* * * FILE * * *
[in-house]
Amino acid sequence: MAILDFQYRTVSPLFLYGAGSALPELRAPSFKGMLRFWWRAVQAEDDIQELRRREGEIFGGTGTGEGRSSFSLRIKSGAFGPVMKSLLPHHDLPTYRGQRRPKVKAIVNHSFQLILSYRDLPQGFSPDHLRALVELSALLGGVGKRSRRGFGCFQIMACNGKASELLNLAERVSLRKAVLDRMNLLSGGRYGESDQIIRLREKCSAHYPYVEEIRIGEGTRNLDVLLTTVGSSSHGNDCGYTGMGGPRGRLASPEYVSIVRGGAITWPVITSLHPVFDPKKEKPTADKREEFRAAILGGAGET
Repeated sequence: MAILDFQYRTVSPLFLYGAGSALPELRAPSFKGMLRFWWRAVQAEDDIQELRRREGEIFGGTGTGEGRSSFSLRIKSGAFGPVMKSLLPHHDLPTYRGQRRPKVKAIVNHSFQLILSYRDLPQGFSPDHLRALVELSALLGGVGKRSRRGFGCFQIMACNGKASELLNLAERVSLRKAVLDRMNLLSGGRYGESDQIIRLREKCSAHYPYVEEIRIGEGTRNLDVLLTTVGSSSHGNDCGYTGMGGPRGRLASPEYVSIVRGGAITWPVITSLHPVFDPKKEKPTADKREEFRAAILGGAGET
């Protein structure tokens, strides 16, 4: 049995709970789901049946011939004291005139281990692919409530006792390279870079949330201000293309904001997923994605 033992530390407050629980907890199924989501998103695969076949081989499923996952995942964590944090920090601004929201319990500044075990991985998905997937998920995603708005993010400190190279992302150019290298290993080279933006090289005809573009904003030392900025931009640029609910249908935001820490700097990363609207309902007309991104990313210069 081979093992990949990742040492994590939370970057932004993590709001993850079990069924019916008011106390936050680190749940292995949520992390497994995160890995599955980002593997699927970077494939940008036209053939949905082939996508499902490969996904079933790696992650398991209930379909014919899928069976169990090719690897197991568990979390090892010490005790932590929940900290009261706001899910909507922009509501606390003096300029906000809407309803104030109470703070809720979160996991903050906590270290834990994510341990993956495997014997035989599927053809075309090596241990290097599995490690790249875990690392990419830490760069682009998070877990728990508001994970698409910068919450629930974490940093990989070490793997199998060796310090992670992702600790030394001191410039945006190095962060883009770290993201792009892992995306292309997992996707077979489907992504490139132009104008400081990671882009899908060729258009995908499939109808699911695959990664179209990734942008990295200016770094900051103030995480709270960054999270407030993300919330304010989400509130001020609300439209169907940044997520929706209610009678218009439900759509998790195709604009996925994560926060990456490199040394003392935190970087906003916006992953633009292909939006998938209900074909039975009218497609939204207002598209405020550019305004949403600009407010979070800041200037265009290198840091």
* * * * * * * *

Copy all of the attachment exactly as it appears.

[in-house]
Amino acid sequence: MAILDFQYRTVSPLFLYGAGSALPELRAPSFKGMLRFWWRAVQAEDDIQELRRREGEIFGGTGTGEGRSSFSLRIKSGAFGPVMKSLLPHHDLPTYRGQRRPKVKAIVNHSFQLILSYRDLPQGFSPDHLRALVELSALLGGVGKRSRRGFGCFQIMACNGKASELLNLAERVSLRKAVLDRMNLLSGGRYGESDQIIRLREKCSAHYPYVEEIRIGEGTRNLDVLLTTVGSSSHGNDCGYTGMGGPRGRLASPEYVSIVRGGAITWPVITSLHPVFDPKKEKPTADKREEFRAAILGGAGET
Repeated sequence: MAILDFQYRTVSPLFLYGAGSALPELRAPSFKGMLRFWWRAVQAEDDIQELRRREGEIFGGTGTGEGRSSFSLRIKSGAFGPVMKSLLPHHDLPTYRGQRRPKVKAIVNHSFQLILSYRDLPQGFSPDHLRALVELSALLGGVGKRSRRGFGCFQIMACNGKASELLNLAERVSLRKAVLDRMNLLSGGRYGESDQIIRLREKCSAHYPYVEEIRIGEGTRNLDVLLTTVGSSSHGNDCGYTGMGGPRGRLASPEYVSIVRGGAITWPVITSLHPVFDPKKEKPTADKREEFRAAILGGAGET
């Protein structure tokens, strides 16, 4: 049995709970789901049946011939004291005139281990692919409530006792390279870079949330201000293309904001997923994605 033992530390407050629980907890199924989501998103695969076949081989499923996952995942964590944090920090601004929201319990500044075990991985998905997937998920995603708005993010400190190279992302150019290298290993080279933006090289005809573009904003030392900025931009640029609910249908935001820490700097990363609207309902007309991104990313210069 081979093992990949990742040492994590939370970057932004993590709001993850079990069924019916008011106390936050680190749940292995949520992390497994995160890995599955980002593997699927970077494939940008036209053939949905082939996508499902490969996904079933790696992650398991209930379909014919899928069976169990090719690897197991568990979390090892010490005790932590929940900290009261706001899910909507922009509501606390003096300029906000809407309803104030109470703070809720979160996991903050906590270290834990994510341990993956495997014997035989599927053809075309090596241990290097599995490690790249875990690392990419830490760069682009998070877990728990508001994970698409910068919450629930974490940093990989070490793997199998060796310090992670992702600790030394001191410039945006190095962060883009770290993201792009892992995306292309997992996707077979489907992504490139132009104008400081990671882009899908060729258009995908499939109808699911695959990664179209990734942008990295200016770094900051103030995480709270960054999270407030993300919330304010989400509130001020609300439209169907940044997520929706209610009678218009439900759509998790195709604009996925994560926060990456490199040394003392935190970087906003916006992953633009292909939006998938209900074909039975009218497609939204207002598209405020550019305004949403600009407010979070800041200037265009290198840091």